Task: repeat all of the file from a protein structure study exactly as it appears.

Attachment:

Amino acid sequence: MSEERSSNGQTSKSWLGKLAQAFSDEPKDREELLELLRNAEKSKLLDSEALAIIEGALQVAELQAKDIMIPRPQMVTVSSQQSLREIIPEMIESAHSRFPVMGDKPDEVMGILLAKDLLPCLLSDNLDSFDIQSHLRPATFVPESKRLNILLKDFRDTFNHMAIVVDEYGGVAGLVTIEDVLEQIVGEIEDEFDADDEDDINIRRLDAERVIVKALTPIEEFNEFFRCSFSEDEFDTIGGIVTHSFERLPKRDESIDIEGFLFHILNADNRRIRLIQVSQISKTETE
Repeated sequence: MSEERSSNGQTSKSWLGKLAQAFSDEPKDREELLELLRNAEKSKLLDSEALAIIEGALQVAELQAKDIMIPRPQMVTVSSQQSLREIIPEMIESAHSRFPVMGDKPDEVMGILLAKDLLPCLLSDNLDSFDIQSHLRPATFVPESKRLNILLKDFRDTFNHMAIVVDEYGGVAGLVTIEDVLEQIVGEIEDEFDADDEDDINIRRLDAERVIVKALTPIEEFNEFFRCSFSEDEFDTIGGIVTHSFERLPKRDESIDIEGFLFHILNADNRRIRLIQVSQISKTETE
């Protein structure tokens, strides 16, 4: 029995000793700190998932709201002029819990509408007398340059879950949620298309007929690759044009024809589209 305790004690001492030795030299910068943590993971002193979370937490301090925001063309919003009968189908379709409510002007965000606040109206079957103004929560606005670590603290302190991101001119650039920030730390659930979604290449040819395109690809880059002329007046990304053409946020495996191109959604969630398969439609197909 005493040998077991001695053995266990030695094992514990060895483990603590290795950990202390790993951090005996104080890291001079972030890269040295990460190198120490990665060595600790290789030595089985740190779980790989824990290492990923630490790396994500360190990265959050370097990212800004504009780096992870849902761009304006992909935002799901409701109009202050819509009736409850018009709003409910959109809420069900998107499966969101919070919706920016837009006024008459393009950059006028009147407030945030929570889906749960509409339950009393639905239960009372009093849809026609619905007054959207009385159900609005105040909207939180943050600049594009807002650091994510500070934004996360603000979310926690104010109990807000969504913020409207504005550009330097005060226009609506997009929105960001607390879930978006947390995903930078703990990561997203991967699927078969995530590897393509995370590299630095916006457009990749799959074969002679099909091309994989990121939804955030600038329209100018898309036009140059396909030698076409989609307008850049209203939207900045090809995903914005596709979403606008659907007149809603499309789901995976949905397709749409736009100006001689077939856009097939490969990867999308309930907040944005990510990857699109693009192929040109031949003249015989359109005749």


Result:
Amino acid sequence: MSEERSSNGQTSKSWLGKLAQAFSDEPKDREELLELLRNAEKSKLLDSEALAIIEGALQVAELQAKDIMIPRPQMVTVSSQQSLREIIPEMIESAHSRFPVMGDKPDEVMGILLAKDLLPCLLSDNLDSFDIQSHLRPATFVPESKRLNILLKDFRDTFNHMAIVVDEYGGVAGLVTIEDVLEQIVGEIEDEFDADDEDDINIRRLDAERVIVKALTPIEEFNEFFRCSFSEDEFDTIGGIVTHSFERLPKRDESIDIEGFLFHILNADNRRIRLIQVSQISKTETE
Repeated sequence: MSEERSSNGQTSKSWLGKLAQAFSDEPKDREELLELLRNAEKSKLLDSEALAIIEGALQVAELQAKDIMIPRPQMVTVSSQQSLREIIPEMIESAHSRFPVMGDKPDEVMGILLAKDLLPCLLSDNLDSFDIQSHLRPATFVPESKRLNILLKDFRDTFNHMAIVVDEYGGVAGLVTIEDVLEQIVGEIEDEFDADDEDDINIRRLDAERVIVKALTPIEEFNEFFRCSFSEDEFDTIGGIVTHSFERLPKRDESIDIEGFLFHILNADNRRIRLIQVSQISKTETE
């Protein structure tokens, strides 16, 4: 029995000793700190998932709201002029819990509408007398340059879950949620298309007929690759044009024809589209 305790004690001492030795030299910068943590993971002193979370937490301090925001063309919003009968189908379709409510002007965000606040109206079957103004929560606005670590603290302190991101001119650039920030730390659930979604290449040819395109690809880059002329007046990304053409946020495996191109959604969630398969439609197909 005493040998077991001695053995266990030695094992514990060895483990603590290795950990202390790993951090005996104080890291001079972030890269040295990460190198120490990665060595600790290789030595089985740190779980790989824990290492990923630490790396994500360190990265959050370097990212800004504009780096992870849902761009304006992909935002799901409701109009202050819509009736409850018009709003409910959109809420069900998107499966969101919070919706920016837009006024008459393009950059006028009147407030945030929570889906749960509409339950009393639905239960009372009093849809026609619905007054959207009385159900609005105040909207939180943050600049594009807002650091994510500070934004996360603000979310926690104010109990807000969504913020409207504005550009330097005060226009609506997009929105960001607390879930978006947390995903930078703990990561997203991967699927078969995530590897393509995370590299630095916006457009990749799959074969002679099909091309994989990121939804955030600038329209100018898309036009140059396909030698076409989609307008850049209203939207900045090809995903914005596709979403606008659907007149809603499309789901995976949905397709749409736009100006001689077939856009097939490969990867999308309930907040944005990510990857699109693009192929040109031949003249015989359109005749």